Not too long ago, I was a senior software engineer at Wikia -- the other company run by Jimmy Wales. This was the company that took the MediaWiki platform that Wikipedia uses, and scaled it to create communities for countless interests.
I had just completed a stint focusing on improving Wikia's search functionality. What I really wanted to focus on was finding ways to deliver interesting product features directly from the content provided by our user communities. This would allow me to apply my talents in machine learning and natural language processing to put a greater degree of intelligence behind the MediaWiki platform.
I led a very small team, and built a lot of fun technologies. Little made it to production, but we had some very interesting results and learned a great deal from what did. During this time, Grant Ingersoll, one of the authors of Taming Text, reached out to us to talk about how we were using Solr and other natural language processing technologies as part of the data processing pipeline we were building. This prompted us to write a chapter for a possible second edition of Taming Text. We got great feedback from Grant on the chapter, but after about two years, the project has stalled a bit.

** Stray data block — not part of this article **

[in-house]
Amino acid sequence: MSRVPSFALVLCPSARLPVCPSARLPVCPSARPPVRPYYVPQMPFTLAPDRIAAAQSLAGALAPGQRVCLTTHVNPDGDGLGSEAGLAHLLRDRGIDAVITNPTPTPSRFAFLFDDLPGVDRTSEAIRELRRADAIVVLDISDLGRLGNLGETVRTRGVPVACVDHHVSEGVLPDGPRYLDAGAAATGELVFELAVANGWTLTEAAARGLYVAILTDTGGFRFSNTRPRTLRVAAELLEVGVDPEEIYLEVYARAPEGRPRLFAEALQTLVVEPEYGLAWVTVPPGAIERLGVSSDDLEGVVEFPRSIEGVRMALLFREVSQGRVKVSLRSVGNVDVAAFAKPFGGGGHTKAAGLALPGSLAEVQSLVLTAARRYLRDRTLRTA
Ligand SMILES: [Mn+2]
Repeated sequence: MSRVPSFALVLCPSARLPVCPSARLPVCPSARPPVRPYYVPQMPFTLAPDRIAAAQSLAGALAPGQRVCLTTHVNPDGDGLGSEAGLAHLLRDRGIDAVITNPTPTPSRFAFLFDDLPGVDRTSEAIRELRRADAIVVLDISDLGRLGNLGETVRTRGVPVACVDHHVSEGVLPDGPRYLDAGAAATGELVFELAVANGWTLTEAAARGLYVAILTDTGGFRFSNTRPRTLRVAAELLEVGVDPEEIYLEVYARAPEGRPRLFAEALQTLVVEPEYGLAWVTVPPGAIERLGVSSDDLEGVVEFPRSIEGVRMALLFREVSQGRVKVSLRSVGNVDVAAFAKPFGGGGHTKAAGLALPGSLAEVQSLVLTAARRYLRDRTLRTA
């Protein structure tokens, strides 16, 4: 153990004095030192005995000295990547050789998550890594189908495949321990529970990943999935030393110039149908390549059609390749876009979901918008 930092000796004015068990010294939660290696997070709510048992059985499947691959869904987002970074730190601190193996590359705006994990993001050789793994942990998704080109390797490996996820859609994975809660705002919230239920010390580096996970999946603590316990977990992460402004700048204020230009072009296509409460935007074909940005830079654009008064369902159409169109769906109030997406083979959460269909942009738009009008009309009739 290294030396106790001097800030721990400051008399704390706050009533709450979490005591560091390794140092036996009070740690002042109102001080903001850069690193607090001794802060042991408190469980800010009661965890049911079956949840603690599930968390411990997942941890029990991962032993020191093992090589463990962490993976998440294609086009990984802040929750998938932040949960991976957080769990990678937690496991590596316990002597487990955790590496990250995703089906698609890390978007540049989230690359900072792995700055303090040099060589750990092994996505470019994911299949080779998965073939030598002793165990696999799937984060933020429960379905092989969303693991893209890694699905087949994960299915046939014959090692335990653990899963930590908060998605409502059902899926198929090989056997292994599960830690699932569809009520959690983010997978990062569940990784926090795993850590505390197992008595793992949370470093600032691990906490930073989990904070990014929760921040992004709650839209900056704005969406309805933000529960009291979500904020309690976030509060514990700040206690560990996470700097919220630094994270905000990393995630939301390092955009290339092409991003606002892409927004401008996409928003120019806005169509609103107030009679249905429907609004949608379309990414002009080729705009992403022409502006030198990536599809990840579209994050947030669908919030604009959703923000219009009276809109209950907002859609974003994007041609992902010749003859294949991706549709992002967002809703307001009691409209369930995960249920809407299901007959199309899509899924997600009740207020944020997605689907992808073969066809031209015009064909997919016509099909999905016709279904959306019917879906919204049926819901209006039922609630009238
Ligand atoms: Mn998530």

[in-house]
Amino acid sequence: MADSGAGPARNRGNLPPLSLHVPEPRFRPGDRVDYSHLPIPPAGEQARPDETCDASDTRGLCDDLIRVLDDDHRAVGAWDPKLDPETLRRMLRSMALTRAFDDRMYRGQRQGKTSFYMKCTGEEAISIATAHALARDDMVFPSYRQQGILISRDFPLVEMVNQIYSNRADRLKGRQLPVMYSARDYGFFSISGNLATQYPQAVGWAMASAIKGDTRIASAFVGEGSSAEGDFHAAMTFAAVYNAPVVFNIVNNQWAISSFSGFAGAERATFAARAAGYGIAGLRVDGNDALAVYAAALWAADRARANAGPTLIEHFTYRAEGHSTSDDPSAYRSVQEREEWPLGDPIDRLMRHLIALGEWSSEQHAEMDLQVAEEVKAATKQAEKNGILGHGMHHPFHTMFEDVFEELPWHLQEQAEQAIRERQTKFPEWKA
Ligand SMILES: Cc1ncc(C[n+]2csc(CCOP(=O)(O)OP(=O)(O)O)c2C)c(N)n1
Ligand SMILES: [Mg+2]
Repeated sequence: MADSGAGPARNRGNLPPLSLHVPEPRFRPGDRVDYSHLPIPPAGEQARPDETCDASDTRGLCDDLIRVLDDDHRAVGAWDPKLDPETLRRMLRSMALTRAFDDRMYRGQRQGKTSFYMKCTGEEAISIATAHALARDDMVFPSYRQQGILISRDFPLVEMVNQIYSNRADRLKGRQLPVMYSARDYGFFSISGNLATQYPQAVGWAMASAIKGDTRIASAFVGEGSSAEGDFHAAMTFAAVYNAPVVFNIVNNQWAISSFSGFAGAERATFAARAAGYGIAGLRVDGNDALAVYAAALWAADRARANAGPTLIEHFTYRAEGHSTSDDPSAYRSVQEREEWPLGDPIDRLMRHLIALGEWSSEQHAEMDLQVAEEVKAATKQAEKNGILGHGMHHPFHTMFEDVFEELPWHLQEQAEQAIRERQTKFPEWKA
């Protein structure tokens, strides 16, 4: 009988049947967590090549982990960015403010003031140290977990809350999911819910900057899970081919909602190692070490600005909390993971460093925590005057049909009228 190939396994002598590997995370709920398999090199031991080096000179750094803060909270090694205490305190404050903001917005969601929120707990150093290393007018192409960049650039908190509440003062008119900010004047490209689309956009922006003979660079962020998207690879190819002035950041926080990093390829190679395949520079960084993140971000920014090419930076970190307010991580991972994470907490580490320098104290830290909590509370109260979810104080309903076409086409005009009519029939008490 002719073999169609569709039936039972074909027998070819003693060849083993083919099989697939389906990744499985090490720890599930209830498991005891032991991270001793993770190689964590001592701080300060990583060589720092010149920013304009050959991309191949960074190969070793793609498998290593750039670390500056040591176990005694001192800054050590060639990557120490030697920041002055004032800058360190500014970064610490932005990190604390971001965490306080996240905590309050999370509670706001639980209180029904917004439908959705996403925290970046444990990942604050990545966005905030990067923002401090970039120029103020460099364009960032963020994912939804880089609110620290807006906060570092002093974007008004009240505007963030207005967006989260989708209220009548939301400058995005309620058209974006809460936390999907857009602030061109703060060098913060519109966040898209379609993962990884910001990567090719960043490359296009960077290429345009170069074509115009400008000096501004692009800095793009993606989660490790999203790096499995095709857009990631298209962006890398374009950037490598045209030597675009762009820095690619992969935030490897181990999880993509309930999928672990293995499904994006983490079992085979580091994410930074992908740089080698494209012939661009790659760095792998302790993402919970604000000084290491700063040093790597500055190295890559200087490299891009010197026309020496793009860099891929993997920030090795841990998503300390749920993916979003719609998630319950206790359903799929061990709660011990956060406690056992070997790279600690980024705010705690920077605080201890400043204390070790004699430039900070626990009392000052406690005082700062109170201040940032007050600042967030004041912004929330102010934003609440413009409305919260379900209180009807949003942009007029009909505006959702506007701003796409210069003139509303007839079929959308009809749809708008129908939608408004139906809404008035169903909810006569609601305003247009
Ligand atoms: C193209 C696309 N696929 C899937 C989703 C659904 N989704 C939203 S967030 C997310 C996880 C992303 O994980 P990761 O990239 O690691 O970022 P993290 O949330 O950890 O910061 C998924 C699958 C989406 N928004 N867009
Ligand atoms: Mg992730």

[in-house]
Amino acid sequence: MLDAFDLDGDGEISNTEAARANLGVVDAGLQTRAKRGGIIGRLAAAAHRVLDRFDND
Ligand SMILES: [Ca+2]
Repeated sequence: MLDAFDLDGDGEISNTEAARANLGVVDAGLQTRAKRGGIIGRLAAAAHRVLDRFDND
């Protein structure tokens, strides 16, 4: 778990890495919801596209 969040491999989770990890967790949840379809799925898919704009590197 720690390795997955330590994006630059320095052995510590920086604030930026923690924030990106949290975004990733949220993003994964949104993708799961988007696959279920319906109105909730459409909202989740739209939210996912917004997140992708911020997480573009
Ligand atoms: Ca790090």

With Grant's approval, I'm making this chapter available here for free for the first time: A HighScale Deep Learning Pipeline for Identifying Similarities in Online Communities.
It's always fun to look back at projects like this and ask what I'd do differently. I probably should have used a Storm topology for the CoreNLP parsing component. That would have made things a bit more reliable (about as reliable as Storm, though, I guess). I definitely think a lot of the threaded functions should have probably gone into Celery or some other worker processing platform. The amount we got done with just boto, the current literature, and tens of millions of English articles was tons of fun, though.
I'd also like to give a quick thank you to Murad Salahi, whose article Teaching a Computer How To Read provided much inspiration for what we ultimately accomplished at Wikia. Not to mention, thanks to my co-authors John Kuner and Tristan Chong for providing valuable contributions to the paper and the work it outlined.
If you want to take a deeper dive, most of the code for this project is still available online as part of Wikia's Data Science Toolkit project.